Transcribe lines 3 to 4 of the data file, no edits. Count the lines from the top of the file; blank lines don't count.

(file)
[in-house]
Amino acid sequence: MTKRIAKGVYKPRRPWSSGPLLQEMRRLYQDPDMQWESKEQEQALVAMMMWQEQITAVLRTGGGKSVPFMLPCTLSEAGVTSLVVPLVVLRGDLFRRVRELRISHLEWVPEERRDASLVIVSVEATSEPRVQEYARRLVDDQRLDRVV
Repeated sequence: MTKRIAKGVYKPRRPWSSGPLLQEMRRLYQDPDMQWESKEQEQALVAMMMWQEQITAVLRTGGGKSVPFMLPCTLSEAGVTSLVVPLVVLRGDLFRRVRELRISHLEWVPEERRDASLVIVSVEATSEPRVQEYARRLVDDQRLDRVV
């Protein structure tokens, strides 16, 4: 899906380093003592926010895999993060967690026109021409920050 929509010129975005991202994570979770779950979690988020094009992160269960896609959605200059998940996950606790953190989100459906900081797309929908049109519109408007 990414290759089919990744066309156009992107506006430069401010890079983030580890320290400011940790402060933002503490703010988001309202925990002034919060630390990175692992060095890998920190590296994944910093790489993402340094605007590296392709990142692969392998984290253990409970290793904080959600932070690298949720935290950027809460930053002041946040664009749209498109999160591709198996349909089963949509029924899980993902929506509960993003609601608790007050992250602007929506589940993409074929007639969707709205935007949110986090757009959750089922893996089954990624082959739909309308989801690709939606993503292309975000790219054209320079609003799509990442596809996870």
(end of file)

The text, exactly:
Repeated sequence: MTKRIAKGVYKPRRPWSSGPLLQEMRRLYQDPDMQWESKEQEQALVAMMMWQEQITAVLRTGGGKSVPFMLPCTLSEAGVTSLVVPLVVLRGDLFRRVRELRISHLEWVPEERRDASLVIVSVEATSEPRVQEYARRLVDDQRLDRVV
């Protein structure tokens, strides 16, 4: 899906380093003592926010895999993060967690026109021409920050 929509010129975005991202994570979770779950979690988020094009992160269960896609959605200059998940996950606790953190989100459906900081797309929908049109519109408007 990414290759089919990744066309156009992107506006430069401010890079983030580890320290400011940790402060933002503490703010988001309202925990002034919060630390990175692992060095890998920190590296994944910093790489993402340094605007590296392709990142692969392998984290253990409970290793904080959600932070690298949720935290950027809460930053002041946040664009749209498109999160591709198996349909089963949509029924899980993902929506509960993003609601608790007050992250602007929506589940993409074929007639969707709205935007949110986090757009959750089922893996089954990624082959739909309308989801690709939606993503292309975000790219054209320079609003799509990442596809996870």